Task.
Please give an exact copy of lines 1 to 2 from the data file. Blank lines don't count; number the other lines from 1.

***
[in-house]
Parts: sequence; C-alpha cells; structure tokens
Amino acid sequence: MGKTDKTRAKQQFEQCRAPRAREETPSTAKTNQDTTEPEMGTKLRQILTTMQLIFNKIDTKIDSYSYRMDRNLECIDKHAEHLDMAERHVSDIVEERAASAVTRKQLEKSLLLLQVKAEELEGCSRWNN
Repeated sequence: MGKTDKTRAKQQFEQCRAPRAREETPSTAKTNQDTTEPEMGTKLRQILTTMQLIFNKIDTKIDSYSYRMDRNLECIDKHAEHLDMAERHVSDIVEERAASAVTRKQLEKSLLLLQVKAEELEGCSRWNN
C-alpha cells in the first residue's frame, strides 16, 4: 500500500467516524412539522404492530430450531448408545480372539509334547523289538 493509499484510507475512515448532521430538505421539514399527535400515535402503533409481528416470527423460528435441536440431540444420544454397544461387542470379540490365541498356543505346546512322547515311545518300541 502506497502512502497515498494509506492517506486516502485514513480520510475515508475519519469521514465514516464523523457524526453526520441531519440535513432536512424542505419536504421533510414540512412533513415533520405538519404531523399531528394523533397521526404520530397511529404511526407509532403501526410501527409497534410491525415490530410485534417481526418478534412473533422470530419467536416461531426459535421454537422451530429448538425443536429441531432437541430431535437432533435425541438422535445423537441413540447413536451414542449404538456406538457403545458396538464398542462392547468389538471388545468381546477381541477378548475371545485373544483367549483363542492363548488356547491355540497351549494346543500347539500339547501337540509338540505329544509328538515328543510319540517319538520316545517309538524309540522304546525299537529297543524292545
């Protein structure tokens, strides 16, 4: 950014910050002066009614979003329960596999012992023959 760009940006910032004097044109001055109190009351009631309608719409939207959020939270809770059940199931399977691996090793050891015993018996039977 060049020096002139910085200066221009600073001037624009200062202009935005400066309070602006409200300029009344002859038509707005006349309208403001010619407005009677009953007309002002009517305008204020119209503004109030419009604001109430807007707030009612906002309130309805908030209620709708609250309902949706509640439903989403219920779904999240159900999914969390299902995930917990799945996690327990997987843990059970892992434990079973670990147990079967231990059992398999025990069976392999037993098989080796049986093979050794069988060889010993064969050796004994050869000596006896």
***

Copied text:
[in-house]
Parts: sequence; C-alpha cells; structure tokens